Thursday, September 27, 2012
"Every so often she appeared before me like a vision among my leather-bound books and dead bones."
Venus in Furs by Leopold von Sacher-Masoch (the father of sadomasochism) is at times perfectly paced and at times redundant. I pity Severin and I understand him. I pity/loathe Venus and I understand her, as well. The idea expressed repeatedly in the beginning (which sets an important tone for the rest of the book) of gods and goddesses being the only real lovers to have existed and how we are living in the cold expectation of what they forced us to imagine, is brilliant. The image that resonates throughout of pale, marbled Wanda/Venus, always chilled by her disappointing reality and inevitably crumbling lovers, in contrast to Severin's obsessive, submissive passion is tremendous.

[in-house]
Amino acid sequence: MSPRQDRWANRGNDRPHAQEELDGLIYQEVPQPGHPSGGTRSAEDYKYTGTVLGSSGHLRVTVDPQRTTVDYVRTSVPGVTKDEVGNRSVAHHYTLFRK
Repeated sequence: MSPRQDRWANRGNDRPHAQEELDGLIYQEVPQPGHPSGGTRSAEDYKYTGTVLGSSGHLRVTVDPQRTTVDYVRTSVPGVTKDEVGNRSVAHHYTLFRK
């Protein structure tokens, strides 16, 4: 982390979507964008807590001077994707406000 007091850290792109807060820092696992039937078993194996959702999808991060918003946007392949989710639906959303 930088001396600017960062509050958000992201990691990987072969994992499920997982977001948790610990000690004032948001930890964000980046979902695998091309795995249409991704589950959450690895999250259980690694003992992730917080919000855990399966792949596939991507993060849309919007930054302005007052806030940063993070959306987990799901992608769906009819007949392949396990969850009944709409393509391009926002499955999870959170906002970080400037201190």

The novel is delicately and emotionally written which makes it hard to reconcile the voice of the speaker with the actions being played out. And this is why is works so well.
"Stay among your northern fogs and Christian incense; let us pagans remains under the debris, beneath the lava; do not disinter us.... We are chilled in your world."